Biles views her relationship with the Landis as more of a partnership.
“They’ve been big mentors in like my adulthood (because) they got to see and harness the more mature Simone,” Biles said. “They’ve helped me a lot not just in the gym but out of the gym too.”
When Biles moved into her first house, Cecile who came over and showed her how to operate the dishwasher. When a gymnast who had just gotten their driver’s license had a problem with one of her tires, Cecile went to a nearby gas station and gave a tutorial on how to use the air pump.
“If we can help and they want the help, then why not?” she said with a laugh.
Changing with the times
The trick is finding a way to provide that help safely and productively, particularly amid a culture shift in the sport aimed at empowering athletes to take ownership of their gymnastics. It is a delicate needle to thread. What serves as motivation for one athlete could be construed negatively by another.
It’s a reality the Landis are well aware of as they try to find the proper balance between being too rigid and too lax. They grew up in a time when the coach/athlete relationship was one-sided. There was no back and forth. There was no discussion. The coach set the standards and expectations. The athlete met them or they didn’t last long.
The shift toward a more cooperative approach was overdue, but that doesn’t mean it is always easy. Laurent Landi admits he’s not the most patient coach, though those around him say he has mellowed a bit over the years. He also understands if he wants to keep doing this for a living, he didn’t have much of a choice.
“Yeah, there will be frustration,” he said. “But you can always go around some stuff and just take your pride (as a coach) away and make sure that the athletes still get the skill done.”
It’s an approach that helped World Champion Center’s elite program send five athletes to the Olympic trials, with Biles and Jordan Chiles making the five-woman US team while Joscelyn Roberson and Tiana Sumanasekera were selected as alternates.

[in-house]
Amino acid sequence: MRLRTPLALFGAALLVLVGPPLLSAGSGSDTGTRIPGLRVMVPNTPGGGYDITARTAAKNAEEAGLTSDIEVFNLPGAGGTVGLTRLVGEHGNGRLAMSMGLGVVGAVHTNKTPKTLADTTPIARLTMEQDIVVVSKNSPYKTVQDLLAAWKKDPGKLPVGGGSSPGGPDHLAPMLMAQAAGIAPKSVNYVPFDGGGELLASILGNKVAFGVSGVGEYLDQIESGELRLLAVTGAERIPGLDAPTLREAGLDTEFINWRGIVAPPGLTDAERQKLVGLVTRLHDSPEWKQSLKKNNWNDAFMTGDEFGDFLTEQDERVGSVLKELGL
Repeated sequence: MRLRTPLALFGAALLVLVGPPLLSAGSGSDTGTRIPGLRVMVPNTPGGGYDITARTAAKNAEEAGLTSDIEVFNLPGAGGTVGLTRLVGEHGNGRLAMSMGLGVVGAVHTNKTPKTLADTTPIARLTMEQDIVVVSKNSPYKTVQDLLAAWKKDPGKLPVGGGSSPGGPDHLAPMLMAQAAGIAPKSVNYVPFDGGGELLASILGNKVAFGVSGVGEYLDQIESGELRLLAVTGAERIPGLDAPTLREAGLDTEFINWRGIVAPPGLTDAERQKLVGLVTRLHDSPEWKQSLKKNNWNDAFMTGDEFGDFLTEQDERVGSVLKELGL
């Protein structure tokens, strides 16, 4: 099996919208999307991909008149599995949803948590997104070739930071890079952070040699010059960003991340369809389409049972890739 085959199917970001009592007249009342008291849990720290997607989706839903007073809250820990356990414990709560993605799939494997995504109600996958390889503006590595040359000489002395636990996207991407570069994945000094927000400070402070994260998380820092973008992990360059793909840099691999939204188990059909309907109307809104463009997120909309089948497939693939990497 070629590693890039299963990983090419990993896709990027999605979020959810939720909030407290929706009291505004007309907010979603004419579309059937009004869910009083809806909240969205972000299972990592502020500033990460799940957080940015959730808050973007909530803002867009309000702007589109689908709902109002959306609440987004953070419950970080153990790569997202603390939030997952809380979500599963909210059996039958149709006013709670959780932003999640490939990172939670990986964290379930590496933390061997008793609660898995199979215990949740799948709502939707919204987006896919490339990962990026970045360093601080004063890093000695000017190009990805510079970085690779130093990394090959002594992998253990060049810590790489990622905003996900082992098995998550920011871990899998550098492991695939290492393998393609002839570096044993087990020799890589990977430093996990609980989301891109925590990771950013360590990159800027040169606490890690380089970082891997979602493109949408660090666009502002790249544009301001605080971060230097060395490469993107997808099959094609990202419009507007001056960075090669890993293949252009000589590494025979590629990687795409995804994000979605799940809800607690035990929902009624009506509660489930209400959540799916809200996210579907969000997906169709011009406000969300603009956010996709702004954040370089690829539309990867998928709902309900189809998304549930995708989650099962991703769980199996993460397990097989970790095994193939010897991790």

It’s the kind of success Roberson envisioned when she moved to the Houston suburbs a few years ago to train under the Landis. She was intimidated at first before realizing her new coaches “have a million different ways to coach one skill,” a marked departure from what she was used to.
The goal is to meet the athletes where they are at on a given day, understanding no two gymnasts are the same and what works for one might not necessarily work for another. Perhaps even more importantly, they have learned to evolve as the nature of coaching evolves.
“We’re not always right,” Laurent said. “If you do your own way all the time, you will hurt the majority of the athletes. Maybe one will survive and will be an amazing person, amazing athlete but the (other) 90 percent, they will be broken. ... We had to adjust to Simone, otherwise we would have broke her.”
It’s not just Biles’ age they had to accommodate, but her schedule. She is no longer a precocious teenager who buries herself in the gym. She’s a newlywed whose schedule is packed with everything from corporate commitments to building a house and a family with her husband, Chicago Bears safety Jonathan Owens.
“When (we) tell him he just hears ‘you’re missing practice’ and kind of freaks out,” Biles said. “Because he sees all the end goals and then he gets the calendar and then he’s like, ‘Oh, OK, that’s fine. We’ll do this today, we’ll do that.’ So it just takes time for him to process.”
Biles certainly appears well-prepared. She arrives in Paris at the height of her powers more than a decade after ascending to the top of her sport. She’ll be accompanied by a pair of coaches who view the trip as more of a business trip than a homecoming.
A new challenge awaits
While the Landis have been approached to take over the women’s national team program in France in recent years, returning never made much sense to them even with the women’s program is in the midst of a resurgence.
“I think our family will be very proud, probably more than we are,” Cecile Landi said. “Because in a weird way, it’s just work for us.”
And perhaps, goodbye too.
Cecile, long a supporter of NCAA gymnastics, earlier this year agreed to become the co-head coach at the University of Georgia. Laurent will remain at World Champions Center in the short term until the Landis’ daughter Juliette — who will dive for France during the Games — graduates from high school next spring.